One of the rooms appeared inviting
The Château de Champs-sur-Marne was built as the home of a newly wealthy family wishing to impress society, whereas the other two area properties were designed for the public as well as private life of their affluent residents. A staff of 37 looked after the property. In 1959, President Charles de Gaulle began using it as an official residence for government guests. In 1974, the Ministry of Culture took over management of estate, allowing the public to visit the castle and its grounds. In 2006, parts of the Chinese Salon ceiling collapsed, requiring a six year long restoration. Although it was reopened in 2013 it looked like it could use additional work.
The rooms were decorated according to purpose with light colors for women or mixed groups.
If the Château de Champs-sur-Marne looked familiar, our English speaking guide explained, it was because a number of films were shot on the estate, including Dangerous Liaisons (1987) by Stephen Frears, Ridicule (1995) by Patrice Leconte, and Marie-Antoinette (2005) by Sofia Coppola.The orangery of the castle also appeared in the series Versailles (2016) by Jalil Lespert.
The dark rooms were offices and places for men to gather.
The billiards room
Our guide especially noted the chinoiseries painted decorations and the door panel (in the Cabinet Camaïeu) by Christophe Huet, among the highlights of the era. Other noteworthy features included, in the great hall, the Coromandel screen from the 18th century restored in 2016; faience pieces from the 18th century in various rooms as well as exceptional pendulums, for example, the pendulum Tête de Poupée by Jacques Auguste Thuret, clockmaker to the King Louis XIV in 1694 in La Chambre Grise; and “le Bonheur-du-jour” signed Charles Topino in the 18th century, a desk for the ladies.
Limefish from the beach
Although we loved our Holmes Beach rental house's beachfront location, its outstanding views of the water across lush sea oats and sea grapes from the open porch as well as from the single contiguous air conditioned living, dining and kitchen room, we were disappointed with a number of aspects of the luxury rental house. Holmes Beach is one of three municipalities on Anna Maria Island on the west coast of Florida. In addition to its outstanding beachfront place the house was on the north end of Holmes Beach, which after some exploration became our favorite part of the island along with the town of Anna Maria. It was also conveniently one block away from a complimentary island trolley stop, and within walking distance to the main shopping streets in the town of Anna Maria.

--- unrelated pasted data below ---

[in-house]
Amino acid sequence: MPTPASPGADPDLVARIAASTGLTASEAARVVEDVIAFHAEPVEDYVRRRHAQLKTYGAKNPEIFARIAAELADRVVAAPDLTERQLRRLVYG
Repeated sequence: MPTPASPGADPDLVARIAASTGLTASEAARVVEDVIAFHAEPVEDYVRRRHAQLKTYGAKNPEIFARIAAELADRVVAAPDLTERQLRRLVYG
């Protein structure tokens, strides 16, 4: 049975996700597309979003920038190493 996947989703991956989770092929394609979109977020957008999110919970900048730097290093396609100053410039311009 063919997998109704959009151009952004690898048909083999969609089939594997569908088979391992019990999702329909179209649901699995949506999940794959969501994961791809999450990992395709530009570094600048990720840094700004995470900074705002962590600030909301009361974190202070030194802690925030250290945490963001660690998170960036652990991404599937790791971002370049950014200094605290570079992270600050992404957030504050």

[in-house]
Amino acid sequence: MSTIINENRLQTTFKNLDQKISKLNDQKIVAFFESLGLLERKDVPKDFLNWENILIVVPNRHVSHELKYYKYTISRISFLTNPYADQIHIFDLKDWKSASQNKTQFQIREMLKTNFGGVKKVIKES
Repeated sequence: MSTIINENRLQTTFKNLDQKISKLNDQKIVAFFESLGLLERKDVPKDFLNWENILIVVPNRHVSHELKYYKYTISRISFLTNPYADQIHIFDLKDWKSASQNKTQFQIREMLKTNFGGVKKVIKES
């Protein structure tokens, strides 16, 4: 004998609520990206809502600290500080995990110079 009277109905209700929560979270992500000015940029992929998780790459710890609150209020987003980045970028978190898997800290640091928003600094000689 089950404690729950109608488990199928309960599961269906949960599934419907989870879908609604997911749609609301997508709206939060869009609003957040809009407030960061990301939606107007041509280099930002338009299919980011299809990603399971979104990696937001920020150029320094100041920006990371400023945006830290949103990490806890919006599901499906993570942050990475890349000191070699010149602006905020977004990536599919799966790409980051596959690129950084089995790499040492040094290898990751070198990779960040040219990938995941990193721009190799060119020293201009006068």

The living room featured an outstanding view of the beach
Limefish, a 1,500 square foot colorful three bedroom three bathroom house, faced the beach. The pool was on the north side and included a shady covered open air area with a propane grill, two lounge chairs, outdoor dining furniture with seating for eight and two showers. Indoors the air conditioned house was painted in bright colors. It had a master bedroom with a king bed and small en suite bathroom, a second bedroom with a queen bed and standard en suite bathroom, and a third bedroom with four bunk beds and an adjacent bathroom convenient for guests. The living area had two loveseats, a brightly painted coffee table and a built-in entertainment wall.
The private pool area was inviting day and night
We liked the quiet, especially indoors, and sense of privacy the home afforded us although it was sandwiched between other houses on two sides and an empty lot adjacent to a busy public beach access with parking. The muted sounds were the result of double-paned windows and a well tended garden with a narrow path that led from the back porch straight to the beach some forty feet away. The distance from the crowded beach and the garden seemed to serve as buffers. We also liked the large private heated swimming pool, an uncommon amenity in rental beachfront houses in town based on an informal tally, and the spacious parking area, which included three spaces under cover.
The bedrooms looked out on the driveway
On the beach, many people walked by at a quick pace. Others set elaborate groupings of chairs and umbrellas, bringing babies, children and dogs (although the beach was supposed to be dog free). Because the water was chilly few went swimming. Once we spent time on the crowded beach we particularly appreciated having private space to ourselves where we could retreat anytime and enjoy beach views in quiet seclusion.
The second bedroom
Although the company website made the rental properties look inviting there were significant errors. When we began our search for a vacation rental we encountered a number of red flags. First, there was limited information on the company website. One property appeared to have never been rented and the second one had had no reviews in more than a year. The most recent review we found said the house needed a facelift. We were unable to find details about the properties, such as terms and conditions, and availability on the rental company website. It also did not indicate when the photos of the house had been taken.